• Lisa||

    I love that idea. The voter fraud issue is an example of two levels of awareness among liberals. Most liberals think it's about making it fair for the odd 110 year old whose purse was snatched and torn apart by wolves on the way to the voting booth. But the liberals who are smart enough to know that voter ID has no negative impact on voter turnout HAVE to know that most voter fraud is in their favor. They probably rationalize to themselves as some kind of poetic justice against evil Republicans.

  • Tom Beebe||

    Like the democrats, I too am disturbed by groups, such as citizens United, buying the presidency. I am also disturbed by such purchases from the Sierra Club, the NRA, the UAW, or the NFIB. Have I insulted everybody? Add your favorite to the list (oh yes, even SPEBSQA). But I detese even more the Presedency being bought with taxpayer money doled out by some government agency. So here's a plan sure to displease every one, thus one sure to be fair:

    No candidate for the Presidency or either house of Congress shall accept contributions in cash or in kind from any organization or group of persons for expenses incurred in a campaign for that office. All such contributions shall be made only by individual citizens who shall attest that the funds or other items of value are from their own resources and that they have not received, nor have they been promised, offsetting items of value from any other party in exchange for their contribution. The identity and extent of contributors to such campaigns shall be made public for a period of thirty days from receipt before being employed or used as collateral for a loan by such campaigns. Organizations of any type may, without restriction, expend money to advocate a position on any issue before or likely to come before the electorate insofar as no candidate’s name or description is included in their expressions of advocacy.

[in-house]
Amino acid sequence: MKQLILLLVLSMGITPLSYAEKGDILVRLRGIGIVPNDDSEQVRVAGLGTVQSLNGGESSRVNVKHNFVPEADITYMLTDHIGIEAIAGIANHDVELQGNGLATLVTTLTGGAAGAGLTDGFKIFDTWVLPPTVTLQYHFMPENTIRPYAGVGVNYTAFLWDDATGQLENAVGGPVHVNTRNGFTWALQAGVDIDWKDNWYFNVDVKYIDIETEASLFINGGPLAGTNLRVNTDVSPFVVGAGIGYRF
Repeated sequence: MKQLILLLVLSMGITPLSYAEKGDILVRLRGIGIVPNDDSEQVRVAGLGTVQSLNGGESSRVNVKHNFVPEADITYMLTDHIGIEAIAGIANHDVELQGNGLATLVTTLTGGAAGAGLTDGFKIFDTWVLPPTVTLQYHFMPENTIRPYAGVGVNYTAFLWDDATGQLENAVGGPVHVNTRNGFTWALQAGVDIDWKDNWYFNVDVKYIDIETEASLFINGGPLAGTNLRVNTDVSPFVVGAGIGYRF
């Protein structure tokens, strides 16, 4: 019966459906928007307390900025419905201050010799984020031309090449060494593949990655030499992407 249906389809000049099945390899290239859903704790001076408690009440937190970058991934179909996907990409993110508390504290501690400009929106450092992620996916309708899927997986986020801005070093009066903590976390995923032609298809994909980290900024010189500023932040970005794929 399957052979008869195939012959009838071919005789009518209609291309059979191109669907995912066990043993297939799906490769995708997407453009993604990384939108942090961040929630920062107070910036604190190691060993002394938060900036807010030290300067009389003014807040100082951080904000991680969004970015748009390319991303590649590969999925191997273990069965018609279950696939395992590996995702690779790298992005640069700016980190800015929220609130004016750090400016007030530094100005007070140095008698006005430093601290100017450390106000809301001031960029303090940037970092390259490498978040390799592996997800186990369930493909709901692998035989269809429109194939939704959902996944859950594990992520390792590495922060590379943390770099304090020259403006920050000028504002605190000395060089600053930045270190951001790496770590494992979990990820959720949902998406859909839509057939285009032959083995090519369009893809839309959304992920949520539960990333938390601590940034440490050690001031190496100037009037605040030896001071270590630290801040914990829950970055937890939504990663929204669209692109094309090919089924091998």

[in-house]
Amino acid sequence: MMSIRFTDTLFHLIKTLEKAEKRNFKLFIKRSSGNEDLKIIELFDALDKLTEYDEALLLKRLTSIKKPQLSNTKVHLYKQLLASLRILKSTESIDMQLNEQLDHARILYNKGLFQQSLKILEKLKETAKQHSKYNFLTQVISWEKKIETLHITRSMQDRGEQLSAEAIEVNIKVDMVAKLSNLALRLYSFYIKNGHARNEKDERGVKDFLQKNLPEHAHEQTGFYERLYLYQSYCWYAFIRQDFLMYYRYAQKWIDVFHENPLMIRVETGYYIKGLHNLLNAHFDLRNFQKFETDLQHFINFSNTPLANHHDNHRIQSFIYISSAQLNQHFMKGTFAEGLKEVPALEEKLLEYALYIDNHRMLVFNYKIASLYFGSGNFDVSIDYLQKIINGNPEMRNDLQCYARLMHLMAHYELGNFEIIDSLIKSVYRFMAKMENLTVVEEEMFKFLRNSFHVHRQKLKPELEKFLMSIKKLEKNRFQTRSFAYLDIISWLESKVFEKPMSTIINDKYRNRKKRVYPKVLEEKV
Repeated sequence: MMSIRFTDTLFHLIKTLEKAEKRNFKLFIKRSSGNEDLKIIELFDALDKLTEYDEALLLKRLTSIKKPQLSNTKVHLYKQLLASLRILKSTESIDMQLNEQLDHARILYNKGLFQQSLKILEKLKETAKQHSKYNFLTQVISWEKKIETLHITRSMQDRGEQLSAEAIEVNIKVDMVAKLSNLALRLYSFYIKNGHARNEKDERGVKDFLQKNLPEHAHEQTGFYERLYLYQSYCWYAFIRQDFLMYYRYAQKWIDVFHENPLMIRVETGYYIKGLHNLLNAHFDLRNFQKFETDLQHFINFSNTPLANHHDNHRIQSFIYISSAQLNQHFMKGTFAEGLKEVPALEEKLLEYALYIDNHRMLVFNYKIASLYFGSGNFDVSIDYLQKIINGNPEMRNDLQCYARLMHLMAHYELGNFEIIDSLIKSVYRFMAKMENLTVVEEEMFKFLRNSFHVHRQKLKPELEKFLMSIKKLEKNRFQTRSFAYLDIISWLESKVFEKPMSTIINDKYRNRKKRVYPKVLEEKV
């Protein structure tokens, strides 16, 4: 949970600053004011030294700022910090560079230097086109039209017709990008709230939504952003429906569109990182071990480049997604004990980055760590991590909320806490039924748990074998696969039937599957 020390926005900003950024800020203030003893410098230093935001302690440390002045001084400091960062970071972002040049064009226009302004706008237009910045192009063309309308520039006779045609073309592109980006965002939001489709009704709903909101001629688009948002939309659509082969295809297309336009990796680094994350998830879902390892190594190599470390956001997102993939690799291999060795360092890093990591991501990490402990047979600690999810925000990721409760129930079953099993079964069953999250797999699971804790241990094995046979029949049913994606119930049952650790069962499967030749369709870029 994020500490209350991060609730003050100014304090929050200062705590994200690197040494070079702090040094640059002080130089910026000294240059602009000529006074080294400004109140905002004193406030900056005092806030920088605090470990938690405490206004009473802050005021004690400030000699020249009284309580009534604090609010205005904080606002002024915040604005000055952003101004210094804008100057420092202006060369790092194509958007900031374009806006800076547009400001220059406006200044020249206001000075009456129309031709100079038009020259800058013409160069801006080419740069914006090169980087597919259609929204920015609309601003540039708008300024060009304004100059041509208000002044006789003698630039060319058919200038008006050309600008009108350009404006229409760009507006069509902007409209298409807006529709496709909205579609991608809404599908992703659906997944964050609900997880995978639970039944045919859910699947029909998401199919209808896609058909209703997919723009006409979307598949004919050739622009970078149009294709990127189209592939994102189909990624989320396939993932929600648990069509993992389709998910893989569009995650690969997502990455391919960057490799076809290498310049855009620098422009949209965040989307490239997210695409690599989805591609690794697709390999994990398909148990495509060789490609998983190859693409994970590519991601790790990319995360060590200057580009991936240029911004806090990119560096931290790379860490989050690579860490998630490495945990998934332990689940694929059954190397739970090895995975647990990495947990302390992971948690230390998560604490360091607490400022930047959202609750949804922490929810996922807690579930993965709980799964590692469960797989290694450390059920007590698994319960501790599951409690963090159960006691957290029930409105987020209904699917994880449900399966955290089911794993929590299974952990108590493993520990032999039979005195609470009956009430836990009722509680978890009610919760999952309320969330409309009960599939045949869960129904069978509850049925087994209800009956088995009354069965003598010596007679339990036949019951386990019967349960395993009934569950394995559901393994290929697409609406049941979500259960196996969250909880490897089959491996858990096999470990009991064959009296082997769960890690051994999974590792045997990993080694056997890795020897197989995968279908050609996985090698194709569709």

• Tom Beebe||

    The intent of the above is to bring “transparency” to campaign financing by removing any group from the process whereby that group may conceal the identity of an individual contributor as well as limiting the influence of such groups or “special interests”. It further prevents an organization from making such contributions when an individual within that organization, such as a union member or corporation stockholder, may oppose the candidate. Considering the large equity position in certain corporations that the federal government has recently taken in response to the economic crises, this is particularly important in excluding such influence. The money from “special interest” groups will then go to promote that for which they exist, their “special interest”. The media will be directed to expositions on the issues facing the electorate, thus enhancing discussion and hopefully understanding of issues, bereft of personalities.

    To those advocating public financing I would suggest that with money comes control. Do we want government control of the electoral process? Are there problems with this proposal? Certainly; it is offered as an amendment to assure it will be thoroughly debated, for that is what the amendment process provides, and in recognition that it does indeed infringe on freedom of speech and of the press, two freedoms not to be compromised lightly.